"Breaking news: traffic from Syria disappears from Internet."
So read a Tuesday alert issued by Umbrella Security Labs, which reported that all outbound Internet traffic from Syria had disappeared. The country's Internet connection remained offline for about 24 hours, before appearing to come online again about 11 a.m. Eastern Time Wednesday.
Multiple Internet monitoring firms corroborated the outage. "Since 18:45 UTC on May 7th, Renesys hasn't seen a flicker of activity," said Jim Cowie, CTO of Renesys, in a blog post Wednesday morning, before the country's Internet connection appeared to come back online. "We haven't been able to successfully send a ping or a traceroute to any host inside Syria. Government websites, universities, domain name servers, core infrastructure routers, banks, businesses, DSL customers, smartphones: all silent."
Akamai likewise confirmed the "traffic drop to Syria" with a chart that shows hits and megabits of data being delivered to the country plummeting to zero after 2 p.m. Eastern time Tuesday. Akamai confirmed that traffic levels remained at zero early Wednesday morning.
[ Is it easier to catch a hacker with honey? Read Sweet Password Security Strategy: Honeywords. ]
The blackout occurred after both of the top-level domain name servers for Syria -- ns1.tld.sy and ns2.tld.sy -- became unreachable. "Routing on the Internet relies on the Border Gateway Protocol (BGP). BGP distributes routing information and makes sure all routers on the Internet know how to get to a certain IP address," according to a blog post from Dan Hubbard, CTO of Umbrella Security Labs, which is the threat research division of OpenDNS. "When an IP range becomes unreachable it will be withdrawn from BGP, this informs routers that the IP range is no longer reachable," he said. But in the case of Syria, "currently there are just three routes in the BGP routing tables for Syria, while normally it's close to 80."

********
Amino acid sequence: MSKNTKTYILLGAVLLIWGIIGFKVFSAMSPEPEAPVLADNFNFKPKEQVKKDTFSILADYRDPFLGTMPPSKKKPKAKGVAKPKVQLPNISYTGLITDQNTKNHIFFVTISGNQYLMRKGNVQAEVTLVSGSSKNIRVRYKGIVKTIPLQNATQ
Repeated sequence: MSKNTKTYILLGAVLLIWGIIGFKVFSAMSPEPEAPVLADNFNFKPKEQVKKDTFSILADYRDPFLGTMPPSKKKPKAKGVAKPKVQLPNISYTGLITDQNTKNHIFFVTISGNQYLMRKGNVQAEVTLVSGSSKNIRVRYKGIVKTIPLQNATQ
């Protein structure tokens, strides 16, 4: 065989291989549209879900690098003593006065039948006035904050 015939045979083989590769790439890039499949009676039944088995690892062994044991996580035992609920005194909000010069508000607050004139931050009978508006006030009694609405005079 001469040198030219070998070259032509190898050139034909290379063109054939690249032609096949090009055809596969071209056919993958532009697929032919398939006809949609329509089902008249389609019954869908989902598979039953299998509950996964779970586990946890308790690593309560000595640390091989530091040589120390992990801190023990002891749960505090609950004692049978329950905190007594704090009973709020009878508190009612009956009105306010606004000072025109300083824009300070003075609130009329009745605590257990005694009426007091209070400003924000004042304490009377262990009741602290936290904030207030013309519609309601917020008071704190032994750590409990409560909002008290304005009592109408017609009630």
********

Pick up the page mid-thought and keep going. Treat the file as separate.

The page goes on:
"Effectively, the shutdown disconnects Syria from Internet communication with the rest of the world," Hubbard said. "It's unclear whether Internet communication within Syria is still available. Although we can't yet comment on what caused this outage, past incidents were linked to both government-ordered shutdowns and damage to the infrastructure, which included fiber cuts and power outages."
Image courtesy of Renasys
This isn't the first time the Syrian Internet has blacked out. In November 2012, the Syrian government may have hit a "kill switch", taking the country's Internet services offline for two days, or else the infrastructure may have simply failed. Prior Syrian Internet outages occurred in July and August 2012, as well as June 2011.
According to Renasys, Syria's Internet connections comprise overland connections from its northern neighbor, Turkey, as well as three different submarine communications cables from Cyprus, Egypt and Lebanon. All told, Syria works with four different telecommunications providers, it said, although one of those connections -- with Turk Telekom -- has been offline for almost two weeks.
Renesys CTO Cowie said the latest Syrian Internet blackout shouldn't be surprising, given that the country remains in the midst of a bloody civil war. "In the middle of the chaos and tragedy of civil war, why is anyone surprised when the Internet stops working?" he said. "Isn't it actually more shocking and noteworthy that the Internet in Syria actually functions pretty well 360 days out of the year?"
The Internet outage may temporarily slow the efforts of the Syrian Electronic Army hacktivist group that's allied to the regime of Syrian president Bashar al-Assad. The group recently compromised Associated Press Twitter accounts and tweeted hoax messages about explosions at the White House. It later compromised the Twitter feeds for the Guardian and on Monday, satire site The Onion.
"To be flippant for a second, this outage might at least shed some light as to whether the Syrian Electronic Army -- who have been causing quite a nuisance by hacking media organizations lately -- are really based in Syria, or not, as some tend to suspect,"
said Graham Cluley, senior technology consultant at Sophos, in a blog post.
Antivirus systems alone can't fight a growing category of malware whose strength lies in the fact that we have never seen it before. The How To Detect Zero-Day Malware And Limit Its Impact report examines the ways in which zero-day malware is being developed and spread, and the strategies and products enterprises can leverage to battle it. (Free registration required.)